A thank you note to NHS-R Community

By Zoë Turner, Senior Information Analyst (Clinical Development Unit)

The less said about 2020 the better, but I want to write about something positive that has happened to me this week, but which was the result of work done by, and for, NHS-R Community throughout the year-that-shall-not-be-mentioned.

At the end of November last year, R Studio announced its 2021 conference and their diversity scholarships https://blog.rstudio.com/2020/11/30/diversity-scholarships/. In previous years, these scholarships have been used to support people to attend the conference in person, but this year – as it’s virtual – the conference is free, so the scholarship includes:

  • Opportunities for online networking and support before and during the virtual conference
  • Two workshops, taught online the week after rstudio::global(2021)
  • Practical support, if needed, to enable participation in the virtual conference (such as an accessibility aid, a resource for internet access, or childcare)

and the number of scholarships was increased from 44 to 70.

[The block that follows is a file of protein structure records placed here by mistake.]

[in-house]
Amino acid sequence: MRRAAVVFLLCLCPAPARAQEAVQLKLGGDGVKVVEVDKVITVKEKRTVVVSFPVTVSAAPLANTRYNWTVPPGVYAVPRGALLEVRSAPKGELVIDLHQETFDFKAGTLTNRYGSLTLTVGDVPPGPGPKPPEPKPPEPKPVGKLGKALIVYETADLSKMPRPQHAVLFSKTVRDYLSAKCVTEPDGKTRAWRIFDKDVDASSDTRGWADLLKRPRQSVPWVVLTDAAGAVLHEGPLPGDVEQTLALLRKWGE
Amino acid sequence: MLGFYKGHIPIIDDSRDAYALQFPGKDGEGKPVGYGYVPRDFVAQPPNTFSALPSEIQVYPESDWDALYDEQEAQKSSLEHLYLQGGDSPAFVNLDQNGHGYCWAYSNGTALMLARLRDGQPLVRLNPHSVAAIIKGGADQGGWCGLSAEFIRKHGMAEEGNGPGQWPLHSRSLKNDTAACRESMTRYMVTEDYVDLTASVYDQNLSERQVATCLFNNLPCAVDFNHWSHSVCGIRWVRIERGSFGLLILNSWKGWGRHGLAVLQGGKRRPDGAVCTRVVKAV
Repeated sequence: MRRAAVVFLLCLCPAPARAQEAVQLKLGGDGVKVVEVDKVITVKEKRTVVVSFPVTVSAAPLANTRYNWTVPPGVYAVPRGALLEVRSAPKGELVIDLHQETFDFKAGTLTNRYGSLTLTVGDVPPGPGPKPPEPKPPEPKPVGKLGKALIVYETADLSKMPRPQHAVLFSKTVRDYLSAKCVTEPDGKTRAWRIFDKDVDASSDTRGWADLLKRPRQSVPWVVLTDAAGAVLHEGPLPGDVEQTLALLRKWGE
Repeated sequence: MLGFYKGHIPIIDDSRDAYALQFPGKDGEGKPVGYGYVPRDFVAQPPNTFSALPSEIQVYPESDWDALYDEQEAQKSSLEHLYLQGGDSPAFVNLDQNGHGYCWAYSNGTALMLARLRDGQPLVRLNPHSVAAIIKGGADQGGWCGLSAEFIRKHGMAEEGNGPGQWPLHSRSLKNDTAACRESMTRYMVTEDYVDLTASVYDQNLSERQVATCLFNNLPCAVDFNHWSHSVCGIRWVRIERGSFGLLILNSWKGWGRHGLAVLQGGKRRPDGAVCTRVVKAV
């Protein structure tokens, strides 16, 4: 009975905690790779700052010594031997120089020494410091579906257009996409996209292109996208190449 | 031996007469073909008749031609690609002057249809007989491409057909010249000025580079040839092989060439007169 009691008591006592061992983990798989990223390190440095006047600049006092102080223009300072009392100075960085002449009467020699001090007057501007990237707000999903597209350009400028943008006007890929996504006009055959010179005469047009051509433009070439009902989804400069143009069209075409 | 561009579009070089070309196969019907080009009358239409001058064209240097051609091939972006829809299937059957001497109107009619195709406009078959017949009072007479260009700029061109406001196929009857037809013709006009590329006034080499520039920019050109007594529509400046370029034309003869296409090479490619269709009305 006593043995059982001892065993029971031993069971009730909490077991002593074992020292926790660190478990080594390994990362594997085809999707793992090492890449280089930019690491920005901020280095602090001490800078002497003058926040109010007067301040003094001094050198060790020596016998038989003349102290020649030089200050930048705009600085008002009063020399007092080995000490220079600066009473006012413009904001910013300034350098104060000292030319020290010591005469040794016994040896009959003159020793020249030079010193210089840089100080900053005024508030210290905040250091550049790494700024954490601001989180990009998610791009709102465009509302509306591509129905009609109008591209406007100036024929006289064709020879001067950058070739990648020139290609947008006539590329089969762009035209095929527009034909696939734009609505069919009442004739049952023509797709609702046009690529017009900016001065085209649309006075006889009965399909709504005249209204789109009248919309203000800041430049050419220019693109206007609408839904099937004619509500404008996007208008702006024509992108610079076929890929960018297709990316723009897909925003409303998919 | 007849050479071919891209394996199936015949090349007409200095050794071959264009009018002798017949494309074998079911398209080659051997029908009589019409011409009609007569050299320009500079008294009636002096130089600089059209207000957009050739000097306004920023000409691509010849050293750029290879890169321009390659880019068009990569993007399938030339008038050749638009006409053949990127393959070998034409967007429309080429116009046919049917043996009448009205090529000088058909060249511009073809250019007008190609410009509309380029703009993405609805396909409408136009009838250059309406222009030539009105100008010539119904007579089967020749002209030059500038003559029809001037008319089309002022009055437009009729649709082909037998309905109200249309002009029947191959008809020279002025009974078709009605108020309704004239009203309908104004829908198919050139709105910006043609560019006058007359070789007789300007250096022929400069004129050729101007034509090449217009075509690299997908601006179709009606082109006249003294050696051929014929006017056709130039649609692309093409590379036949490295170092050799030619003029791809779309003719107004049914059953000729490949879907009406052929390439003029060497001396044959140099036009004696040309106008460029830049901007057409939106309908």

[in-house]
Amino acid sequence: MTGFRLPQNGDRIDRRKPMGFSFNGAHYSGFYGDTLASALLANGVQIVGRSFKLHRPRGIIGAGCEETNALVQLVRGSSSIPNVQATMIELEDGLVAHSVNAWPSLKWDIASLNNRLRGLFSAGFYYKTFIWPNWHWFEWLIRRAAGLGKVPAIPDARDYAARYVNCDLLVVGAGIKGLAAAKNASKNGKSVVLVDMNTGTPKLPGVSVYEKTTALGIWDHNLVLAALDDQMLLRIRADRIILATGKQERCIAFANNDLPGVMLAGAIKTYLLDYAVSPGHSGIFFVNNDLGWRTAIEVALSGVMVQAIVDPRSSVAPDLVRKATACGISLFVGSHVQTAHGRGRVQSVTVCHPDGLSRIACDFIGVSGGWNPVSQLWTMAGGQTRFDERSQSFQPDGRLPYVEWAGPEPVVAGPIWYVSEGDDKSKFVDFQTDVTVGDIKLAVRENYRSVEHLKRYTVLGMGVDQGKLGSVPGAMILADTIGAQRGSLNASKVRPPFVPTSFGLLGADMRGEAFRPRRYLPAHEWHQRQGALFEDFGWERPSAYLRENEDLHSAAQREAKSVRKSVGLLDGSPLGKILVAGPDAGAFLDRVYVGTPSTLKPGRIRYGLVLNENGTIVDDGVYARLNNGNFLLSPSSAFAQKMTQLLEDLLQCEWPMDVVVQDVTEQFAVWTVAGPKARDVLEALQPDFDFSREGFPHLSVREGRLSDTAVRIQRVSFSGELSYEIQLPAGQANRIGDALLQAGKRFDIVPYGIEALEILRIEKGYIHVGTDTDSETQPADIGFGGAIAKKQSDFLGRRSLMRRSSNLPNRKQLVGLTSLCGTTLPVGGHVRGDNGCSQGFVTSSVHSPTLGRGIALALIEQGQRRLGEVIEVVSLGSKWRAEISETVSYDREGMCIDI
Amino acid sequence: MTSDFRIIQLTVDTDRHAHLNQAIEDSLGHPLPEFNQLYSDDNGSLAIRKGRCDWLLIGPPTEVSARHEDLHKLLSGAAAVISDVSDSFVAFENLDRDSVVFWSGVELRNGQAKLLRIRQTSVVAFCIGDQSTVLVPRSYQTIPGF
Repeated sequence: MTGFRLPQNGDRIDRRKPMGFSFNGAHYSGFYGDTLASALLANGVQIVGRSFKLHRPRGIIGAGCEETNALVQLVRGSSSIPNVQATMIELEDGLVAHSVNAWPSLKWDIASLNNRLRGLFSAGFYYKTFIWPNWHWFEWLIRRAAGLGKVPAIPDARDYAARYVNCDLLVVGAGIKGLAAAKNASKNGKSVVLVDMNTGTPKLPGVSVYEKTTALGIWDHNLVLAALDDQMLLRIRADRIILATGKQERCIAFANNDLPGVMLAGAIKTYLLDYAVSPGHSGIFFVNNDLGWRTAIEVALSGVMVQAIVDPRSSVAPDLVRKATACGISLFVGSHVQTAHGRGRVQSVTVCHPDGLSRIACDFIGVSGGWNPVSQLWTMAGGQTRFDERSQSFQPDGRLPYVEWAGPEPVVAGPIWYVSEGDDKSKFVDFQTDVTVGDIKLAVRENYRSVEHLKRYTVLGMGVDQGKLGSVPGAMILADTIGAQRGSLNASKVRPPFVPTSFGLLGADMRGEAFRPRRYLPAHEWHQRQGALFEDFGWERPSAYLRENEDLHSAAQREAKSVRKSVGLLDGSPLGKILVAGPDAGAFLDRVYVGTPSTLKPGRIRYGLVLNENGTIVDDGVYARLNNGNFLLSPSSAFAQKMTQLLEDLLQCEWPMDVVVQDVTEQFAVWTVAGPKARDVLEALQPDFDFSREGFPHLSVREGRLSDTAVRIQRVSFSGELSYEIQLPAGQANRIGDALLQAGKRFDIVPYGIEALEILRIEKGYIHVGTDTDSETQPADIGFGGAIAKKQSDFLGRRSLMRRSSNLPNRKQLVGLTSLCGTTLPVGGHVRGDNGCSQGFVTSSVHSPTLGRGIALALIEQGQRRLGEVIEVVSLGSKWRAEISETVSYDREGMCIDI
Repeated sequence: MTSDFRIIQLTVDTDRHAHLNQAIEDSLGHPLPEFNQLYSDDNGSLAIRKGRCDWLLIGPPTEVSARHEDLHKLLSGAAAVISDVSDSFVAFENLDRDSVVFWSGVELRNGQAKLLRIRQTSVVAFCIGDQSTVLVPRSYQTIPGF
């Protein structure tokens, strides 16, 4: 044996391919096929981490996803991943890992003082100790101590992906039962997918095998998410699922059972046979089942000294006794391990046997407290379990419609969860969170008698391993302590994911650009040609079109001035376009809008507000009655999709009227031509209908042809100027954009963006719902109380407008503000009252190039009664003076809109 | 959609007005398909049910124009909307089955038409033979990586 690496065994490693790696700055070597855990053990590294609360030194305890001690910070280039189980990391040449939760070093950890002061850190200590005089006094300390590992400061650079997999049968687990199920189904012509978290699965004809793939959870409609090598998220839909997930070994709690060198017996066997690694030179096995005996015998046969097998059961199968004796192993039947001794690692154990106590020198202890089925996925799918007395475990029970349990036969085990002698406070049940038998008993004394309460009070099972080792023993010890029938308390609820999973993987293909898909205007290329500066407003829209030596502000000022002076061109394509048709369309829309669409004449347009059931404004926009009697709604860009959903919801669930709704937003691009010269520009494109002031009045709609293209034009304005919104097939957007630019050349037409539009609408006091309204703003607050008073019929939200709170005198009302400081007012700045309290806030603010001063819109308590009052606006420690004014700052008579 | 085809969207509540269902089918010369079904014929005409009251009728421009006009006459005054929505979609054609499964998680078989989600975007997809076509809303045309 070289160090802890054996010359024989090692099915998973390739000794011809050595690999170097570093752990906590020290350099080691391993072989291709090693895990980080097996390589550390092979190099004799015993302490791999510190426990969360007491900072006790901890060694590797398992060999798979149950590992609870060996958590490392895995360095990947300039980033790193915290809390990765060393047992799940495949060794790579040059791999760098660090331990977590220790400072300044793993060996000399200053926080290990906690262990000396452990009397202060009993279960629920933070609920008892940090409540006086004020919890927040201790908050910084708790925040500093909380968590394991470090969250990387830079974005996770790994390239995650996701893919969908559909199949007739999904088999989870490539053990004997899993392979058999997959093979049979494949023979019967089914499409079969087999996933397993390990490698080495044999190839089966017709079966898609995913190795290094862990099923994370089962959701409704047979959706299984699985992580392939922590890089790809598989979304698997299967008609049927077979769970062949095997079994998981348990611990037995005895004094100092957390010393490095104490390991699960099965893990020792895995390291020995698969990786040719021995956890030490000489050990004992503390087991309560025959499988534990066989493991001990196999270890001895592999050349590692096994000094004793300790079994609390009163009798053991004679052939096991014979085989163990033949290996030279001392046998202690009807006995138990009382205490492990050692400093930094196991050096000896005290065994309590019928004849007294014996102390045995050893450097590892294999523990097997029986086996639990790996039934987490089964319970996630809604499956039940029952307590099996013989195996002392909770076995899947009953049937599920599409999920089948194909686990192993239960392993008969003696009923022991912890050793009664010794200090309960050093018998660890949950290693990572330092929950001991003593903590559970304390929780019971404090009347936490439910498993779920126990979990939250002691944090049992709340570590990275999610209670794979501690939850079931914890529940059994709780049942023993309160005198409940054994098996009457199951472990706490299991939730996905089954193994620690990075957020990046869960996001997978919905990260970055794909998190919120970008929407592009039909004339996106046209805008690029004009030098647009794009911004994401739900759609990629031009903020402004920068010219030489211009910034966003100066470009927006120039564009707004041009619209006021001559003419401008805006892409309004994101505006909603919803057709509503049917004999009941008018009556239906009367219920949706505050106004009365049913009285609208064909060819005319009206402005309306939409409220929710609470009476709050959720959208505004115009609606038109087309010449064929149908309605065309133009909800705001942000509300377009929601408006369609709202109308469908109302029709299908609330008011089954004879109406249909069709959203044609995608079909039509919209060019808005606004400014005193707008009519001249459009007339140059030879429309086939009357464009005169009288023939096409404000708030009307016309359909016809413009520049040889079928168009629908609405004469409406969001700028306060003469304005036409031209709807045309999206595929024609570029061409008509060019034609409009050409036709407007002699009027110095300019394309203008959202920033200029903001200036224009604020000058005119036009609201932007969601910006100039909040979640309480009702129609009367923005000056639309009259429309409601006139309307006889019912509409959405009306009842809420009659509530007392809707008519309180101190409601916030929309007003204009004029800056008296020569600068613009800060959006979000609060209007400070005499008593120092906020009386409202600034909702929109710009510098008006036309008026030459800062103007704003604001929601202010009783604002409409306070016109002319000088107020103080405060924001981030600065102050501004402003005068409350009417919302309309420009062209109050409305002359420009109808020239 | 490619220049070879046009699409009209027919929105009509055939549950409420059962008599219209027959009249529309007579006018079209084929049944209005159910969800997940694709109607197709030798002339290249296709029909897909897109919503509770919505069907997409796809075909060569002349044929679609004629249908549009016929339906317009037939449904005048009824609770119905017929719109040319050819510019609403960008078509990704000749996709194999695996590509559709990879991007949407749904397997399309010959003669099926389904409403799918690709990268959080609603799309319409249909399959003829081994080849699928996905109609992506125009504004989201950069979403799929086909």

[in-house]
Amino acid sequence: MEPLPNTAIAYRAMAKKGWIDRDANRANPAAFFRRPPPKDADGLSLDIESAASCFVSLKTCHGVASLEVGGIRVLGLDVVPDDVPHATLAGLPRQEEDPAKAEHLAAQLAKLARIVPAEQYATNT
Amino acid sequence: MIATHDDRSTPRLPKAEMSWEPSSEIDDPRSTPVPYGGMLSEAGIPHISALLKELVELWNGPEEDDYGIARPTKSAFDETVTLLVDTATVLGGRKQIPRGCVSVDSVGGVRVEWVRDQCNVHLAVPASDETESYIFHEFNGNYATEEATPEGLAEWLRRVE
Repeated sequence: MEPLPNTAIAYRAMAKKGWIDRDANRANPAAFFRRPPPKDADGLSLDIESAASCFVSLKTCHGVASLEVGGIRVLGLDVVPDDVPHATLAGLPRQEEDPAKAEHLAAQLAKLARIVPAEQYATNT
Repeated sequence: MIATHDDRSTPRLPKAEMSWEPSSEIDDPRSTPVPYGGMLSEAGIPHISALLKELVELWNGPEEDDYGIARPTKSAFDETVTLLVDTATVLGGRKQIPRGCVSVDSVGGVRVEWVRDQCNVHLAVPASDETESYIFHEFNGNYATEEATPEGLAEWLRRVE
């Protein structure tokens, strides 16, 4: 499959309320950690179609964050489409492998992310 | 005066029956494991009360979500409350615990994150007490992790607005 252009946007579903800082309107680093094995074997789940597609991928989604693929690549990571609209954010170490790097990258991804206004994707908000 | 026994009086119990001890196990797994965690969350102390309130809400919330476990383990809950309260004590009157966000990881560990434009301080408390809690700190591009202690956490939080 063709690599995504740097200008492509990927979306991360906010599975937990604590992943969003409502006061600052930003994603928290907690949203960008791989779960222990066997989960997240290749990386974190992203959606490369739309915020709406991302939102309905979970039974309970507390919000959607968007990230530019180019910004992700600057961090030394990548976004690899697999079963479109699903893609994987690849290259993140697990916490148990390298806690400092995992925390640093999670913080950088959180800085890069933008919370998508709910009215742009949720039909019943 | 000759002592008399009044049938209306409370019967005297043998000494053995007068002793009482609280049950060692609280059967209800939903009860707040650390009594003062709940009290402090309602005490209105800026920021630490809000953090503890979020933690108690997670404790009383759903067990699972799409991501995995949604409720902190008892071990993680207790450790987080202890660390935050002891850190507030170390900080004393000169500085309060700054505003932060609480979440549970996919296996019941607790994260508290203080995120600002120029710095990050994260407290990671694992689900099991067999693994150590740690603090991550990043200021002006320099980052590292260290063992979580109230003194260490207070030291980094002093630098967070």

Seeing this blog, I listed out all the things I had done for NHS-R Community, tidied up my GitHub (which also increased my commit numbers somewhat!) and sent in my application.

This week I heard that I was successful. ?

This is a jaw-dropping form of recognition as the scholarships were not restricted by country this year so I expect a little over 70 people will have applied! It means so much more to me than a line on my CV because it’s an acknowledgement of all that the NHS-R Community means to me; if it weren’t for our community, I wouldn’t have had the opportunities and support I needed to get this far in my R journey.

When I wrote out the list of what I’d done on behalf of NHS-R Community, it turned out to be quite a surprising list – so much so that even my husband (who I’d asked to ‘sense check’ my writing) felt compelled to remark on how much work I had done. But such work isn’t hard when you have fun and feel safe to try things out without fear of failure. And that’s why I did so much, because if you want to try out something – blog, teach, share some code or just ask a question – there are places to go for support, but none quite like the support you get from a group of like-minded R and healthcare data enthusiasts, such as those we find at NHS-R Community.

Thank you NHS-R Community; you are the best.